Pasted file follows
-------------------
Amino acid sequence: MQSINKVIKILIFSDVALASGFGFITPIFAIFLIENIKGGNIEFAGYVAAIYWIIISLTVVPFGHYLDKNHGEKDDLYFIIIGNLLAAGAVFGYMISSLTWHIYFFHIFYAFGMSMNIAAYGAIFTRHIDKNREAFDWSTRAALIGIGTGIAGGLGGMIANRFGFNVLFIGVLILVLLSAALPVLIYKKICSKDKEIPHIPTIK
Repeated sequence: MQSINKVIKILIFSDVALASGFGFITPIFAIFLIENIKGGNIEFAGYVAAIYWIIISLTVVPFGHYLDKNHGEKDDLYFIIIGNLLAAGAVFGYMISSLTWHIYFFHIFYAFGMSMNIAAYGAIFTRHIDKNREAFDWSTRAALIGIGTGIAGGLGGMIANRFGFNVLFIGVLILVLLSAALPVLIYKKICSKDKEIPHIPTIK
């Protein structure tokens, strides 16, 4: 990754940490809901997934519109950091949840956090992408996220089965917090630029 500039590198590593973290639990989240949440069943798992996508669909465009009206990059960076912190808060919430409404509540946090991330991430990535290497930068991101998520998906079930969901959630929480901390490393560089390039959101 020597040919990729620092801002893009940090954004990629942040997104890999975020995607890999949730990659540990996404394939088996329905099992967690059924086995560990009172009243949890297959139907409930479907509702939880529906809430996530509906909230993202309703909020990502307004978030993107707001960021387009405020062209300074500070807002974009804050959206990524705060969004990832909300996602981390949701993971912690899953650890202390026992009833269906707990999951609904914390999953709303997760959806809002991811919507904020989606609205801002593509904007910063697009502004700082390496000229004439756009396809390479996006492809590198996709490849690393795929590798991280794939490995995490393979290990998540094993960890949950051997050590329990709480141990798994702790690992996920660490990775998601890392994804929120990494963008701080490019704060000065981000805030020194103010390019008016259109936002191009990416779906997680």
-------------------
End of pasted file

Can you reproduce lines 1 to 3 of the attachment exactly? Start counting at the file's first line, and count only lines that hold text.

Amino acid sequence: MQSINKVIKILIFSDVALASGFGFITPIFAIFLIENIKGGNIEFAGYVAAIYWIIISLTVVPFGHYLDKNHGEKDDLYFIIIGNLLAAGAVFGYMISSLTWHIYFFHIFYAFGMSMNIAAYGAIFTRHIDKNREAFDWSTRAALIGIGTGIAGGLGGMIANRFGFNVLFIGVLILVLLSAALPVLIYKKICSKDKEIPHIPTIK
Repeated sequence: MQSINKVIKILIFSDVALASGFGFITPIFAIFLIENIKGGNIEFAGYVAAIYWIIISLTVVPFGHYLDKNHGEKDDLYFIIIGNLLAAGAVFGYMISSLTWHIYFFHIFYAFGMSMNIAAYGAIFTRHIDKNREAFDWSTRAALIGIGTGIAGGLGGMIANRFGFNVLFIGVLILVLLSAALPVLIYKKICSKDKEIPHIPTIK
């Protein structure tokens, strides 16, 4: 990754940490809901997934519109950091949840956090992408996220089965917090630029 500039590198590593973290639990989240949440069943798992996508669909465009009206990059960076912190808060919430409404509540946090991330991430990535290497930068991101998520998906079930969901959630929480901390490393560089390039959101 020597040919990729620092801002893009940090954004990629942040997104890999975020995607890999949730990659540990996404394939088996329905099992967690059924086995560990009172009243949890297959139907409930479907509702939880529906809430996530509906909230993202309703909020990502307004978030993107707001960021387009405020062209300074500070807002974009804050959206990524705060969004990832909300996602981390949701993971912690899953650890202390026992009833269906707990999951609904914390999953709303997760959806809002991811919507904020989606609205801002593509904007910063697009502004700082390496000229004439756009396809390479996006492809590198996709490849690393795929590798991280794939490995995490393979290990998540094993960890949950051997050590329990709480141990798994702790690992996920660490990775998601890392994804929120990494963008701080490019704060000065981000805030020194103010390019008016259109936002191009990416779906997680």